Learn Opinion

Building the resilience of social care staff

Karen Morse, National Lead for Mental Health, Skills for Care.

Karen Morse is the National Lead for Mental Health at Skills for Care. She looks at why it’s important for managers to support social care staff to build resilience and mental wellbeing during the COVID-19 crisis and beyond. 

During the COVID-19 crisis, social care workers are facing the most challenging times in our sector’s history, so supporting the resilience and wellbeing of your staff is even important than usual. Building resilience means you can equip your workforce with skills and tools to help them cope with the added pressures and manage their stress levels. Supporting their wellbeing means they can stay well at work and your service can continue to deliver high-quality care and support. 

There are lots of simple ways that adult social care managers can support staff to build their resilience through this crisis and beyond.

What does resilience look like?

Everybody has resilience, but some people have attributes that make them more resilient than others. There are some behaviours that are associated with resilience, for example, valuing the meaning of what you do, having a positive attitude, taking a problem-solving approach to difficulties, keeping a sense of perspective and asking for help when you need it.

These are all things that can be developed and supported. Therefore, there’s lots that employers can do to build staff resilience.

Management systems

Management systems might include your organisation’s policies, processes and procedures, which guide how you do things in your workplace. There are lots of things that you can do to ensure that your management systems reduce work-related stress and support resilient behaviours.

They should enable you to organise work in a way that protects the wellbeing of your staff, raise awareness of resilience throughout the employment cycle and ensure that systems are in place to identify and resolve any problems that might cause stress in the workplace.

For example, your recruitment process should enable you to employ people who have the right values – when you employ people whose values match your workplace values, they’re more likely to find their work meaningful and worthwhile, which supports resilient behaviours in the workplace.

Another great example is providing ongoing support for staff, for example through supervision, appraisal, team meetings and mentoring, which give them the opportunity to reflect on their work, feel part of a team and discuss any issues. They’re a great way to engage staff in the meaning and purpose of what they’re doing, which can help staff to build their resilience.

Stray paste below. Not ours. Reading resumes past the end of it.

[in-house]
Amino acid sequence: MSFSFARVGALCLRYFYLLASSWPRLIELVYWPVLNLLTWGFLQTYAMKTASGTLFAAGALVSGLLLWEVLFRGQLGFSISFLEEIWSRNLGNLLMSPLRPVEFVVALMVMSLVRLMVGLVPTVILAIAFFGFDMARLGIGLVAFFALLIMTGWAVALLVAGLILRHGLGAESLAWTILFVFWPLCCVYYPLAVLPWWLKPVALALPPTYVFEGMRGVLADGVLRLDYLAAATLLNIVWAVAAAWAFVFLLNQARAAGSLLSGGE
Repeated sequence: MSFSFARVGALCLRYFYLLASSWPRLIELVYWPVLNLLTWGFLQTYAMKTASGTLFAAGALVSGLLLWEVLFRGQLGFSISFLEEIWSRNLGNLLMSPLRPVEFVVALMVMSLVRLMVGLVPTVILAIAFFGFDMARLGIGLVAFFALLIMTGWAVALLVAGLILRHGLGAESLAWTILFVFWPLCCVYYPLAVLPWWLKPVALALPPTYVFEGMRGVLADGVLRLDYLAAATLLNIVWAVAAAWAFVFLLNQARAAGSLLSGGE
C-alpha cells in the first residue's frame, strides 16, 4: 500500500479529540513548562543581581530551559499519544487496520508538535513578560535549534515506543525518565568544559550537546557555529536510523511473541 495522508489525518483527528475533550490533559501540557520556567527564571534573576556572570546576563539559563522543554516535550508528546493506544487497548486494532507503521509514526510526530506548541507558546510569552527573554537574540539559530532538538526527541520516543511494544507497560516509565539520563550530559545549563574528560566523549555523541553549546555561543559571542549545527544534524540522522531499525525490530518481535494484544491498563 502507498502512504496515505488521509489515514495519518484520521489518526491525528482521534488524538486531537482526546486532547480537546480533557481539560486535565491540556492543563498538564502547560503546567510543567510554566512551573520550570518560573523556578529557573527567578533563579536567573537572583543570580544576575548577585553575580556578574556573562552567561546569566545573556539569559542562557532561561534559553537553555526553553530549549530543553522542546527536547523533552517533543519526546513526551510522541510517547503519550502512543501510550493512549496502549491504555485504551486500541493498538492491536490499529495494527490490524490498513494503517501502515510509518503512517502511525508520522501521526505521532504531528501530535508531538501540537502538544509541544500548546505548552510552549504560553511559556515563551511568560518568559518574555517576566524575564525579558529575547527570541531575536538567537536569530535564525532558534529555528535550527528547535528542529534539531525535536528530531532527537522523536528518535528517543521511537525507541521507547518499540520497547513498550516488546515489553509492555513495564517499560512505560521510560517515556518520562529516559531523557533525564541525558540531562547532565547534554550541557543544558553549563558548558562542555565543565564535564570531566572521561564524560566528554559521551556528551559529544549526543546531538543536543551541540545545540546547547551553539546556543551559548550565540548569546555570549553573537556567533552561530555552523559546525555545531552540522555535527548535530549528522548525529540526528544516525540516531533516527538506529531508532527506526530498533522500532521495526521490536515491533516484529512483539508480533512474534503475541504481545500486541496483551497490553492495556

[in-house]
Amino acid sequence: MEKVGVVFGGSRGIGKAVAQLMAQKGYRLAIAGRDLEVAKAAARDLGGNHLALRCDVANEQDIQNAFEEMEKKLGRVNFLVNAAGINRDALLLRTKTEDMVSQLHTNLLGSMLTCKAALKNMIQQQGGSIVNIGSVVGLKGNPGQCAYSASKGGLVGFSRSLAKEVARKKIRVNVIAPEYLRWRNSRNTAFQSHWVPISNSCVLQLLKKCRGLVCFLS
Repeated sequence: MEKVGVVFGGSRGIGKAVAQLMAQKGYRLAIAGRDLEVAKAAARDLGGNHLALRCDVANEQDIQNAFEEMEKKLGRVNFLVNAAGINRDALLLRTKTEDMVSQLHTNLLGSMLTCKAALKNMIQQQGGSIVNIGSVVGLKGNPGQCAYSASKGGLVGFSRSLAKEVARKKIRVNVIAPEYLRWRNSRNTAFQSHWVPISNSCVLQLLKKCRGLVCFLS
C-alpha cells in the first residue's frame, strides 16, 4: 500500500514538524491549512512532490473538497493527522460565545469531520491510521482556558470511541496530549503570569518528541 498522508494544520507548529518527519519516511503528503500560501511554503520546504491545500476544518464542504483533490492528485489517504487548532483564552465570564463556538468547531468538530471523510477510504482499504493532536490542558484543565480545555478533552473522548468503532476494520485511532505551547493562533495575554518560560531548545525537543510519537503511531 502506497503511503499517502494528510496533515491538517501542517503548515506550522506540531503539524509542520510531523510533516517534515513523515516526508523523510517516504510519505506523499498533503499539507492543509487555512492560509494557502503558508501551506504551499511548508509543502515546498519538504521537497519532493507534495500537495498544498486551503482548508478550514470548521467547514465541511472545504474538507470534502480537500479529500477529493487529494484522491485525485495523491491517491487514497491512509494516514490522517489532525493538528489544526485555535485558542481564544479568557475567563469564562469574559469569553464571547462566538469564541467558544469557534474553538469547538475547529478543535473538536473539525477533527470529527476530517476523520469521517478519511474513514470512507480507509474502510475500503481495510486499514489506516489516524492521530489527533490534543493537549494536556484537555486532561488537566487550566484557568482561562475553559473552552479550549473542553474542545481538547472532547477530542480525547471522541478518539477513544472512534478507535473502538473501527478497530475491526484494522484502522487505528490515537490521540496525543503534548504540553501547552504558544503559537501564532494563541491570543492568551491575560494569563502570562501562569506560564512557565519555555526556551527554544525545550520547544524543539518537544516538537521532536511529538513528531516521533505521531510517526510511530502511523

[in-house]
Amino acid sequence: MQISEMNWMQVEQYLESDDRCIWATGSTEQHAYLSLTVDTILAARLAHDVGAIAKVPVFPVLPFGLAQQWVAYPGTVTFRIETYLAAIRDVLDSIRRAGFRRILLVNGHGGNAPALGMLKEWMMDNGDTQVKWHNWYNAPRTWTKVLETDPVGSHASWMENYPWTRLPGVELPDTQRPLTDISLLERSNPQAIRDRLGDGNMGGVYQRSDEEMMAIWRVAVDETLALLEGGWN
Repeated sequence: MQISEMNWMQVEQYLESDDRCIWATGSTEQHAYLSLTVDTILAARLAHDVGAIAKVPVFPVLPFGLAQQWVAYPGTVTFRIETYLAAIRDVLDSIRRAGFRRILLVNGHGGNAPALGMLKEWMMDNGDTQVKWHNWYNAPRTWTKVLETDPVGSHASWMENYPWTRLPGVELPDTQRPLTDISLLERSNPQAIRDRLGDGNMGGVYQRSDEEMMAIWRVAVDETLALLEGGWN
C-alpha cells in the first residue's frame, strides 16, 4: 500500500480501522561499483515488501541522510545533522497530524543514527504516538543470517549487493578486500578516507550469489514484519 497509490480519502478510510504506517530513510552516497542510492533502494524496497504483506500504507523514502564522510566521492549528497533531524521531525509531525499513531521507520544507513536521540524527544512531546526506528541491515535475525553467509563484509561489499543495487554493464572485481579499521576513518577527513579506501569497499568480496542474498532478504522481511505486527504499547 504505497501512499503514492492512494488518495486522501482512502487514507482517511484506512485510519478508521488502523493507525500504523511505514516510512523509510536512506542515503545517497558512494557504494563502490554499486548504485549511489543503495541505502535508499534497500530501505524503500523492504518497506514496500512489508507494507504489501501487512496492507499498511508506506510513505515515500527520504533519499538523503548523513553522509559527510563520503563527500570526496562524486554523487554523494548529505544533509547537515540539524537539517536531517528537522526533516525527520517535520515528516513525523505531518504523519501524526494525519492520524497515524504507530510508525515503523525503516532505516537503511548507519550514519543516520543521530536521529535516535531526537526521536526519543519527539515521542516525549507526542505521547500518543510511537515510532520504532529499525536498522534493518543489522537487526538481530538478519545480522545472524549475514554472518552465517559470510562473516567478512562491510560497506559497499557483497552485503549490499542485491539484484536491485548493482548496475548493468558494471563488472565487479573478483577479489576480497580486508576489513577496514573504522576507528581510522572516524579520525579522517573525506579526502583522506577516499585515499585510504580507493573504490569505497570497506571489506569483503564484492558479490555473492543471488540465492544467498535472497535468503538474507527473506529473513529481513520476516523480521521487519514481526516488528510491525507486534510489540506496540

Learning and development

Learning and development ensures that staff are confident and competent in their role, which supports resilient behaviours.

You could also arrange learning and development about resilience to raise awareness and improve their skills around the best ways to deal with the pressures of the role.

Learning might focus on dealing with pressure, team working skills, problem-solving, self-awareness and confidence building – all essential parts of building resilience.

It doesn’t need to be something new – it can easily be integrated into existing learning and development. For example, you could introduce the concept of resilience during induction, reinforce it in team meetings and discuss it in supervision.

Positive workplace culture

Workplace culture is an important part of managing work-related stress and building resilience. Leaders and managers are responsible for setting the culture and leading by example to ensure that a positive culture is maintained.

A culture that fosters resilience might include staff being encouraged to speak up and ask questions, talk about their feelings, support each other, and work well as a team at times of heightened stress.

There are simple things that you can do to improve your workplace culture. For example, the next time that something goes wrong, don’t slip into blame mode – instead reassure the person involved and work together to solve the problem.

Find out more

Skills for Care has developed new guidance for managers to help them to build the resilience of their staff. One of the guides includes case studies and templates from other employers who have implemented new ways of supporting the wellbeing of their teams. Download them for free at: www.skillsforcare.org.uk/resilience


Edel Harris





Dementia Ad





Email Newsletter